You can also customize your tree listings to show birth names, photos, personal details, etc.:



This is not only fun to do for your own family, but writers may find it useful when creating family trees for their characters or tracking character groups while writing series stories. According to the site FAQs you can also back-up your trees if you register with the site (also free.)

Tuesday, June 03, 2014

Sub Op

According to this open call over on AbsoluteWrite.com, "Short Stuff Press, publisher of the popular Angel Paws series, is launching a line of romance short stories! This multi-author series will be released as standalone shorts via Kindle, with a possible ebook anthology. Print rights will remain with the authors. What we are looking for: Quality writing. We care about story and especially about believable characters to whom readers can relate. At least one dog should be a main character and central to the storyline. Large breeds preferred (German Shepherd Dog, Golden Retriever, Bernese Mountain Dog, etc.) and actively working dogs (service dog, search and rescue, police K-9, sled dog, ranch dog, etc.) also encouraged, though all dogs and types will be considered. Any animal shelter/animal rescue/adoption connection would be welcome. As a romance series, the canine character(s) being central to bringing together or keeping together the human hero and heroine is also encouraged. These shorts are G- to PG-rated feel-good romances. Emotional discovery over physical. Low-heat index. Think sweet, cozy, inspirational. HEA or HFN endings." Length: 5-12K, Payment: $50.00. No indication on reprints (PBW notes: I'd query), electronic submission only, see post for more details. No deadline at this time.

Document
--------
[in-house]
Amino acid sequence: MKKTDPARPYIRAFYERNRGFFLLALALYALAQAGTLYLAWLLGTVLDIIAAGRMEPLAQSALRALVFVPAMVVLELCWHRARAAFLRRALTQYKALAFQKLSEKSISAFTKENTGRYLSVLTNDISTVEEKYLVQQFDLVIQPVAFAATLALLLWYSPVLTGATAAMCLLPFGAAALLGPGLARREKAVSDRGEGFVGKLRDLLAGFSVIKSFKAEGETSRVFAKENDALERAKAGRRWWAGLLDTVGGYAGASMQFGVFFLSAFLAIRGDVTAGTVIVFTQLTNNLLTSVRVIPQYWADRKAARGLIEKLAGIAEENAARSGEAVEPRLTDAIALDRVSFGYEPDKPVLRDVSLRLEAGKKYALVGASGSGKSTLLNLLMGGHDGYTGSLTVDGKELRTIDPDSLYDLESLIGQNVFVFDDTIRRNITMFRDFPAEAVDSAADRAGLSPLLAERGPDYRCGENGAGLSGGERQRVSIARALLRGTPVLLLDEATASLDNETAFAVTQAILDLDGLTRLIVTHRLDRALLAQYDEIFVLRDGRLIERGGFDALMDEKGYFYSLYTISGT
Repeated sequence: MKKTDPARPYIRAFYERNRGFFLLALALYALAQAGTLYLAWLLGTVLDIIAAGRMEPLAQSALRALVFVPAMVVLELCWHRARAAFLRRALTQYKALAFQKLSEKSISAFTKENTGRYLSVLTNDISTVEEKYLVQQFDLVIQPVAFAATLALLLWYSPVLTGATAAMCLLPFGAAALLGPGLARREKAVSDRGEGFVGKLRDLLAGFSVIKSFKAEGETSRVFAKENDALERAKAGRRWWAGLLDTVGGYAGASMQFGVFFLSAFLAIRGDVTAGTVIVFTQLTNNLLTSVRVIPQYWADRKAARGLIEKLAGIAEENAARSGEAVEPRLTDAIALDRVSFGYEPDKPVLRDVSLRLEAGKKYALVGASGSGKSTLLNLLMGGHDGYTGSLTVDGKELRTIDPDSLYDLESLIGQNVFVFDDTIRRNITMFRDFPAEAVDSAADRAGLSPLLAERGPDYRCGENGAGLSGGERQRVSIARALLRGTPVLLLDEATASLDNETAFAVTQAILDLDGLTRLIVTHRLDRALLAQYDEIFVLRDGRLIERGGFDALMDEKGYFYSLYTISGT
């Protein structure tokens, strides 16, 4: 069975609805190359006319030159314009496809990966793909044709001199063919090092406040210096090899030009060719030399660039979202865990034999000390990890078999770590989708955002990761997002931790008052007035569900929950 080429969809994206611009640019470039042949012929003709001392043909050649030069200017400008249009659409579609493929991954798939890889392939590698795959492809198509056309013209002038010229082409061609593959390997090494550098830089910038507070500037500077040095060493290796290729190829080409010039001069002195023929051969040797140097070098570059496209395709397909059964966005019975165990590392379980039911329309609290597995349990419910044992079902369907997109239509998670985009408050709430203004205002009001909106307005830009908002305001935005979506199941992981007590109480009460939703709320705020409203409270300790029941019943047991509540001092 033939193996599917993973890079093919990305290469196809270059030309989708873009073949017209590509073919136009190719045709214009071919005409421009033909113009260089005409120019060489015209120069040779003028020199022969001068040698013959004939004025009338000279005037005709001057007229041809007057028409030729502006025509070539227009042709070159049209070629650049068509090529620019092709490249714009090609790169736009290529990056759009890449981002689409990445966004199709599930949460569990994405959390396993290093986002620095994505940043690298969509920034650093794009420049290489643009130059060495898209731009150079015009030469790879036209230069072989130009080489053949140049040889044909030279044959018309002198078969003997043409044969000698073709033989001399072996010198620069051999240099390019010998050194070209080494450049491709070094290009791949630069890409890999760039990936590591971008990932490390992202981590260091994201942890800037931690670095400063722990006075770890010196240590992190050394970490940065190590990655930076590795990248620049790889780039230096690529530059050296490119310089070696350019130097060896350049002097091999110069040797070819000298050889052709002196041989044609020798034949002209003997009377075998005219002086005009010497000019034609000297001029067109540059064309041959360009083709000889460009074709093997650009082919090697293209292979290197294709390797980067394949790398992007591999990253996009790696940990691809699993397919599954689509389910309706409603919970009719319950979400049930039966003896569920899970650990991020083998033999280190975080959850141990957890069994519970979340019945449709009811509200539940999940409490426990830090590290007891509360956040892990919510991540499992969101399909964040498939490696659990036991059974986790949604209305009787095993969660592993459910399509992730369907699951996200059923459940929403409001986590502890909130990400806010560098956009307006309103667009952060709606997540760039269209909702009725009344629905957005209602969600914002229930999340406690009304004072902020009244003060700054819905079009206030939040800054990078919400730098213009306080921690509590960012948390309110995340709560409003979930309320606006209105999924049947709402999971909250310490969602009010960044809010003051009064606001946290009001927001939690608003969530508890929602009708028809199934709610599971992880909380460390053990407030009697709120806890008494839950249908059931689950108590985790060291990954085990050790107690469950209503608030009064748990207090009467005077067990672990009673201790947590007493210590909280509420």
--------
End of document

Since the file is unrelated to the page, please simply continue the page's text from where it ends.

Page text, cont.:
Monday, June 02, 2014

LJ's Ten

Ten Things About Derelict by LJ Cohen

Adventure in a fully-realized, beautifully-built world with spectacular attention to details. I'm still not sure if LJ made them up or found a way to teleport there to take lots of notes.

Awesome cover art by Chris Howard, whom I think my publisher should hire for my next novel. Hey, a girl can hint.

Earned a cover quotation from Yours Truly, and as you know I'm not a pushover or easily impressed.

Fast-paced story. Honestly. It reads at warp speed. Prepare to have your eyelashes singed.

Great, unpredictable characters who are absolutely not the usual suspects.

Has a neat video trailer here with more info on the story.

Intiguing plot so packed with twists and turns that San Francisco is totally jealous now.

Reminded me of the good old days of SF, when story was daring, inventive and basically more important than anything.

Superb writing that transports you to a fascinating future and yet doesn't drone on and on, talk down to you, or make you feel like you're trapped in a broken elevator with that boy from high school Chemistry who sampled one too many of his own experiments.

Last but not least -- I am convinced Derelict is the best book L.J. has ever written (to date; expect a lot more.)

You can purchase Derelict at these online retailers:

B&N.com (Nook)

iTunes (iBooks)

Amazon (Kindle)

Sunday, June 01, 2014

Step Back



Solitude is a lost art in these days of ultra-connectedness, and while I don’t bemoan the beauty of this global community, I do think there’s a need to step back from it on a regular basis. -- Leo Babauta